He’s baaaack! After mulling it over for 10 days, Iowa Republican Chuck Grassley decided to take the Senate Finance Committee gavel after all. It will be his third time in the chair. Senate seniority being what it is, Grassley had the choice of staying as Judiciary Committee chair or moving back to the top seat at Finance, which will be vacant with the retirement of Orrin Hatch. Grassley had developed a reputation as lawmaker willing to work with Democrats on tax issues, though he, along with nearly everyone else in the Senate, became more partisan in recent years.
What will the tax agenda look like next year? A Tax Policy Center panel on November 29 may help answer the question. Panelists include former top Senate Democratic tax aide Cathy Koch, long-time Senate Finance Committee tax counsel Mark Prater, former Deputy Assistant Treasury Secretary for Legislative Affairs Sandra Salstrom, and former Treasury Tax legislative Counsel Tom West. TPC’s Howard Gleckman will moderate. The program will begin at 9:30. Register here.
Lessons from Amazon’s HQ2 quest TPC’s Donnie Charleston and Megan Randall look at the effort’s real winners and losers: “Amazon may have chosen its locations largely based on the supply of skilled workers and the overall tech environment [so] billions of dollars in cash and tax subsidies may end up being a financial windfall for the firm and a poor use of funds by the bidding communities.” At the same time, regions surrounding the chosen locations “may benefit from any new economic development without having to give up precious tax dollars.” They conclude with a reminder: “The best bet for job growth continues to be focusing on growth and expansion of existing firms in… communities.”
Can state tax policy improve racial equity? A new paper from the Center on Budget and Policy Priorities argues that state fiscal policies could do a better job undoing harmful legacies of past racism and current damage from racial bias and discrimination. They could capture more income tax revenue from high earners, eliminate wasteful economic development subsidies, modernize state sales taxes, and tax carbon and resource extraction.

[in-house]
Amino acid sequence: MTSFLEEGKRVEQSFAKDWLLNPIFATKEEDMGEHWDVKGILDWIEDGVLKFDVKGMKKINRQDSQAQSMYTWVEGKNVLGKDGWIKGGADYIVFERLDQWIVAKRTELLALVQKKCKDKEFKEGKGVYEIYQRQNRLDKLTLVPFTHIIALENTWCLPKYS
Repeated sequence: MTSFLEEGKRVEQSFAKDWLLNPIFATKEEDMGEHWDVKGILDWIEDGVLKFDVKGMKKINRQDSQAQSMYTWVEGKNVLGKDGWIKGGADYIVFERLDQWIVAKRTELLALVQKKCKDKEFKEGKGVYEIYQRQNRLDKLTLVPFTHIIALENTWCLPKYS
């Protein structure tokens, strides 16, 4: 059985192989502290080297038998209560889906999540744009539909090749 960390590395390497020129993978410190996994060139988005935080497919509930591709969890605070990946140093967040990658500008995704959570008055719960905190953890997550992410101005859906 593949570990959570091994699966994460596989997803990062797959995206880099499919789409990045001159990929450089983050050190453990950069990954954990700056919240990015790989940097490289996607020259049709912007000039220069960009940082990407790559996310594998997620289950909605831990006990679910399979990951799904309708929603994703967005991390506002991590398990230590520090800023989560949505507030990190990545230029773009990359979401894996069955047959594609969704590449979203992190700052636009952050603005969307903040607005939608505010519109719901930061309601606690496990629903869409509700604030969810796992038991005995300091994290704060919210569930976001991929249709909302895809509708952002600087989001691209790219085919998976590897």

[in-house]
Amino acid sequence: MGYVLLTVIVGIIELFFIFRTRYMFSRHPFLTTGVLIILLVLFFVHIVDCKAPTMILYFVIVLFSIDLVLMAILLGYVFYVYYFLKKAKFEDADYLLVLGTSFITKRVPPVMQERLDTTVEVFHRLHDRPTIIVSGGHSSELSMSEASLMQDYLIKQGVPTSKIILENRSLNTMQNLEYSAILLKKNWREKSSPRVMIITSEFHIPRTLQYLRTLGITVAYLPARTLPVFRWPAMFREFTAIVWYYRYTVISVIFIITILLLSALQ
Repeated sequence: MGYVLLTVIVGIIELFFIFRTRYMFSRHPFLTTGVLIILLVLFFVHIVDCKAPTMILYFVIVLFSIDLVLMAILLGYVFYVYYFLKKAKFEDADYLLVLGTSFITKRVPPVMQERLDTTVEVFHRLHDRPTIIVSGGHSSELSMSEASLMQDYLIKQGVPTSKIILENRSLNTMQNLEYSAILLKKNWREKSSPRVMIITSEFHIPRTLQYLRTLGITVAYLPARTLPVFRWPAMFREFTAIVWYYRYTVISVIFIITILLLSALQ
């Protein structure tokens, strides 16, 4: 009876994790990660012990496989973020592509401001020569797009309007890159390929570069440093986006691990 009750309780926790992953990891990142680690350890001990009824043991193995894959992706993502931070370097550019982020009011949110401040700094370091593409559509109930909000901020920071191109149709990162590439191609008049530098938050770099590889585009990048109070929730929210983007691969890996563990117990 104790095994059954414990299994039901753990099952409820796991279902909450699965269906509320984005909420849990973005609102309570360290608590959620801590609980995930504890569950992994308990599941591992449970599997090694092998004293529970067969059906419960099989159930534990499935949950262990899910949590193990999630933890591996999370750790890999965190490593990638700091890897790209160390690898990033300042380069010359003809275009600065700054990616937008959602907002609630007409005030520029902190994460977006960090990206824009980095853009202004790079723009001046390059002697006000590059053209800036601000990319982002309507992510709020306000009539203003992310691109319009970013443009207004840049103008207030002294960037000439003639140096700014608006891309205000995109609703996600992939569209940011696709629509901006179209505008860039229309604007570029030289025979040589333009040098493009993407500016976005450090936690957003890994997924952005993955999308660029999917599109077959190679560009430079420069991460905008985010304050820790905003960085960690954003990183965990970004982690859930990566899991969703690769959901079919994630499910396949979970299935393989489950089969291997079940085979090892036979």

Call for Papers for the 9th Annual IRS-TPC Joint Research Conference on Tax Administration. Researchers from the US and abroad are invited to submit proposals for papers for the conference, scheduled for June 20, 2019 at the Urban Institute. General areas of interest include measuring and influencing taxpayer compliance, estimating taxpayer compliance costs, tax complexity, improving tax administration, and understanding the nature and behavior taxpayers. Click here for the formal call for papers. For more information about IRS research conferences, including links to previous conference programs and papers, click here. Proposals are due by close of business on Monday, December 3, 2018.
Germany’s first economic contraction since 2015 means… tax cuts. Economy Minister Peter Altmaier suggests the government will propose tax cuts among other measures to boost long-term economic growth. His focus: Cutting German corporate taxes to respond to US tax cuts in the 2017 Tax Cuts and Jobs Act. “The corporate tax in Germany is now higher than in other industrial countries. That is a disadvantage and puts jobs at risk. That is why a medium-term cut is necessary.”
Yellow-Vest tax protest in France is about more than fuel tax increases. More than 250,000 people took to the streets, angry at rising fuel prices and President Emmanuel Macron’s proposed higher tax on diesel. Macron defended the tax, saying: “We have to tax fossil fuels more in order to fund our investments in renewable.” But The New York Times says the French also are frustrated with payroll taxes. “The taxes are rising on everything. They put taxes on top of taxes,” said one protester.
Congress is not in session this week. The Daily Deduction returns to its regular schedule on Monday, November 26. Happy Thanksgiving!
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